“You can pay up to six time face value for some of these coins,” the anchor pitchman announced with a smile almost suggesting you could realize a similar profit as well.
After reaching into my pocket for my iPhone, I opened the browser and searched for an article that was familiar sounding. I found an article written by Ganz for Numismatic News that described his experiences making this informercial.
However, the Danbury Mint can help! For $34.95, the Danbury Mint will sell you a roll of 12 “gem uncirculated dollar coins” encased in a plastic roll. Surrounding the roll is an official-looking paper seal that looks like the type placed over the cap on liquor bottles.
But wait, there’s more. In addition to the roll of 12 gem uncirculated dollar coins, you will also receive an additional coin encased in a capsule so that you can have one to admire that is not in the roll. You will receive one roll a month to catch up on the program. All you do is pay $34.95 plus shipping and handling. And since you need to be able to store you new collection, you will also get a beautiful wood case with a tray to hold the capsules above a drawer to hold the rolls. There is a limited supply. Act now before it’s too late!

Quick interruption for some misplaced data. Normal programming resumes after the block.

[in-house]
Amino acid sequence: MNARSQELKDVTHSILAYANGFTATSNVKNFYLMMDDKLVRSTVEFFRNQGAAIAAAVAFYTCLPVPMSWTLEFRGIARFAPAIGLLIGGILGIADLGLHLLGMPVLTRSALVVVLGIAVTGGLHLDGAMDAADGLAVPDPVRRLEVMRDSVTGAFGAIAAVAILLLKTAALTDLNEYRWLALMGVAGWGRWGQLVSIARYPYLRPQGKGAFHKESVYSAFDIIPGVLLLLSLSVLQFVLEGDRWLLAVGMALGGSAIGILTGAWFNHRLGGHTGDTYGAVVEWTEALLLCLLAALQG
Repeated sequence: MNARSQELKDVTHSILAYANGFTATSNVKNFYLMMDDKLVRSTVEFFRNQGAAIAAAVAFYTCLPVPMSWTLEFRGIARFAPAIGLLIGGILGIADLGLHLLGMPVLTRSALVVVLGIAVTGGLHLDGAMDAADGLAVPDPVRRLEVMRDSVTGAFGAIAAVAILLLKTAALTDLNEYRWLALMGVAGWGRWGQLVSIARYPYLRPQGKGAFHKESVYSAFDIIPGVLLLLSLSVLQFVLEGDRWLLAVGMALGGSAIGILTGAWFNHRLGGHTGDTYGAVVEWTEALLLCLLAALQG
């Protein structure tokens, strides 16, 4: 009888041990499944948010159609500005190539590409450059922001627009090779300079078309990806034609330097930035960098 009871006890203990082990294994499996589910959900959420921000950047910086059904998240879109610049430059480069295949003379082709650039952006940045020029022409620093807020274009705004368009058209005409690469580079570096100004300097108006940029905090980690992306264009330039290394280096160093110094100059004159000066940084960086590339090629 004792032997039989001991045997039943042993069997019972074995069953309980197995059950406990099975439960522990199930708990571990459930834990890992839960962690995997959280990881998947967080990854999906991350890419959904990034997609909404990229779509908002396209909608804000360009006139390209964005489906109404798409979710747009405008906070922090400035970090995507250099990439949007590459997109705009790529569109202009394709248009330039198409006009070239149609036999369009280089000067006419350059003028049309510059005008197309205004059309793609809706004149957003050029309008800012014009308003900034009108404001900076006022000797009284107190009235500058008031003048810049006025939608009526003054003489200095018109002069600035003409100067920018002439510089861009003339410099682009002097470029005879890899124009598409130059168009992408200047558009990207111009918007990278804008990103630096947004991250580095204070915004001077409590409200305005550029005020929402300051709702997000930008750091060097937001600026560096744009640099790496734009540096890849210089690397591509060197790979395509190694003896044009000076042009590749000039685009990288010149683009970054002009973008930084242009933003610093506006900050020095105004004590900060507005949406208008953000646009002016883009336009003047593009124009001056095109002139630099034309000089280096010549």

While the show was entertaining in its absurdity, I am shocked at the chutzpah. What is even more shocking is that I am sure someone is going to buy into this program. I understand that the coins, materials, case, and infomercial costs money, and the purchaser does not care and wants their investment in these coins to appreciate over time. While nobody can predict the future costs of these coins, the truth is that it is doubtful that the buyer would recover the purchase price!
The truth is quite different than what is claimed by this infomercial.
The largest hoards of Presidential $1 Coins are in the coin rooms of the 12 Federal Reserve branches. According to the testimony during a hearing held in July 2010, the representative from the Fed testified that there were $1.1 billion worth of dollar coins waiting to be circulated. When asked why there were so many coins, then U.S. Mint Director Ed Moy testified that even though they have tried to educate the public on the benefit of the coin, most people prefer to use the paper dollar. The hoard is the result of statutory requirements that regulate how many coins are produced.